Harold Edgerton
[Scientist, inventor, and photographer, b. 1903, Fremont, Nebraska, d. 1990, Cambridge, Massachusetts.]

 If you don’t wake up at three in the morning and want to do something, you’re wasting your time. 

Lady Elizabeth Eastlake (Elizabeth Rigby)
[Writer and photographer, b. 1809, London, d. 1893, London.]

 Every individual who launches his happiness on this stream [of photography] finds currents and rocks not laid down in the chart. Every sanguine little couple who set up a glass-house at the commencement of summer, call their friends about them, and toil alternately in broiling light and stifling gloom, have said before long, in their hearts, “Photography, thy name is disappointment!” (1857) 

Ralph Waldo Emerson
[Writer and thinker, b. 1803, Boston, Massachusetts, d. 1882, Concord, Massachusetts.]

 No man quarrels with his shadow, nor will he when the sun was the painter. Here is no interference, and the distortions are not the blunders of an artist.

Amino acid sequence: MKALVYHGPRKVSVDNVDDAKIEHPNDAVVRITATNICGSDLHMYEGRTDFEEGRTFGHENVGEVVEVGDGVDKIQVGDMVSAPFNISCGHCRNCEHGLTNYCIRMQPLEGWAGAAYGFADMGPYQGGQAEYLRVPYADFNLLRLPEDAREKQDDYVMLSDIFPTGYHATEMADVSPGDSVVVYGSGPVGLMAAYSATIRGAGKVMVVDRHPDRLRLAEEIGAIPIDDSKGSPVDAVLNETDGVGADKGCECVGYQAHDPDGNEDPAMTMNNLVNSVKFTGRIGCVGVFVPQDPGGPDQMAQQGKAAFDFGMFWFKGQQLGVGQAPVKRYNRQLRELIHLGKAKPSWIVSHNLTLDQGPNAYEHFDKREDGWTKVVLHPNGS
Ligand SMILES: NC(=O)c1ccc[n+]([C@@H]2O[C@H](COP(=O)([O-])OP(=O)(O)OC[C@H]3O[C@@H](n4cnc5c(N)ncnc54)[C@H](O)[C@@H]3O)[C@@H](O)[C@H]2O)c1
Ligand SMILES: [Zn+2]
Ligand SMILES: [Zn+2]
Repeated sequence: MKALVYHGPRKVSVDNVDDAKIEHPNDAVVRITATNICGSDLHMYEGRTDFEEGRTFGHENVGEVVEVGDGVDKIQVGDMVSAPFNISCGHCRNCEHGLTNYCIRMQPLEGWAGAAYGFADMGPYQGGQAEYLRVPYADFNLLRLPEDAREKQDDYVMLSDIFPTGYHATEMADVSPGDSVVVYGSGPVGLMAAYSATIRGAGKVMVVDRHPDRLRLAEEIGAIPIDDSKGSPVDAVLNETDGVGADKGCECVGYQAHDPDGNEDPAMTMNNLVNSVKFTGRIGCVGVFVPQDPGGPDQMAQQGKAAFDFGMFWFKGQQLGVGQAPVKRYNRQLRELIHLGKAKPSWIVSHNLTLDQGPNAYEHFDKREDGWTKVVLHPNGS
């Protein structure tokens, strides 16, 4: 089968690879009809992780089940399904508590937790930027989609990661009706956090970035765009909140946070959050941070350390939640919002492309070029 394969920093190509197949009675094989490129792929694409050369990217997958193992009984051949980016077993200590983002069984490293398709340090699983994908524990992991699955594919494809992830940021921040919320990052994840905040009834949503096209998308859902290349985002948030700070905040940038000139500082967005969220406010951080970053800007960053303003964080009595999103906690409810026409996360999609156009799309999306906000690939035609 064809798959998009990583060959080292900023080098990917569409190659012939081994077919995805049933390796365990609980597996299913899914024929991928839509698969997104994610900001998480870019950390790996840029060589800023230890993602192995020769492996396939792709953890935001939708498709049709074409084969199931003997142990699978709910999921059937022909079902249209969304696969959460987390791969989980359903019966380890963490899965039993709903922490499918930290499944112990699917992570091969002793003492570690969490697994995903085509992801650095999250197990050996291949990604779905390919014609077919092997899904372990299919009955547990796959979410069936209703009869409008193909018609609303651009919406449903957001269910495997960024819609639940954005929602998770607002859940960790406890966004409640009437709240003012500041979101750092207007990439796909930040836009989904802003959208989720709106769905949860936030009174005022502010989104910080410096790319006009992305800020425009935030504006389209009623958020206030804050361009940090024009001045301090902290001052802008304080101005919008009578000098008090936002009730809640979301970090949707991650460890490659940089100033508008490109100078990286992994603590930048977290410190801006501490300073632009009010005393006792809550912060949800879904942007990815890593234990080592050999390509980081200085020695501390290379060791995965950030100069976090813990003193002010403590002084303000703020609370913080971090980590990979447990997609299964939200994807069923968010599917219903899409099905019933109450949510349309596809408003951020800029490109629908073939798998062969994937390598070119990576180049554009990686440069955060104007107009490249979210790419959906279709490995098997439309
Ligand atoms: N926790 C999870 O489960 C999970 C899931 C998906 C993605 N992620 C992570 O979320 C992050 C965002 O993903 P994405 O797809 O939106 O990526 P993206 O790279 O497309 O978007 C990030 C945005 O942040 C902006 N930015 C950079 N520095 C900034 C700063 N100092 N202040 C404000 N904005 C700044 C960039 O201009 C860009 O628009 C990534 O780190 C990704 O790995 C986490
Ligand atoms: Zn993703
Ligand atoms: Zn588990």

Olafur Eliasson
[Artist, b. 1967, Copenhagen, Denmark, lives in Berlin, Germany.]

 Photographs have a relevance for things that cannot be said. 

Paul Éluard
[Writer, b. 1895, Sant-Denis, France, d. 1952, Charenton-le-Pont, France.]

 Seeing is understanding, judging, transforming, imagining, forgetting and being forgotten, being or disappearing. 

Walker Evans
[Photographer, b. 1903, St. Louis, Missouri, d. 1975, New Haven, Connecticut.]

 [Photography] is not cute cats, nor nudes, motherhood, or arrangements of manufactured products. Under no circumstances is it anything ever anywhere near a beach. 

Mary Beth Edelson
[Artist and feminist activist, b. 1935, East Chicago, Indiana, lives in New York.]

 What I am most concerned with is spirituality as it manifests itself in our bodies/minds and how this affects how we see/feel about our being, and as a feminist awakening to the greater self as female, as well as making a political statement for women that says I am, and I am large, and I am my body, and I am not going away. 

Elliott Erwitt
[Photographer, b. 1928, Paris, France, lives in New York.]

 After following the crowd for a while, I’d then go 180 degrees in the exact opposite direction. It always worked for me, but then again, I’m very lucky.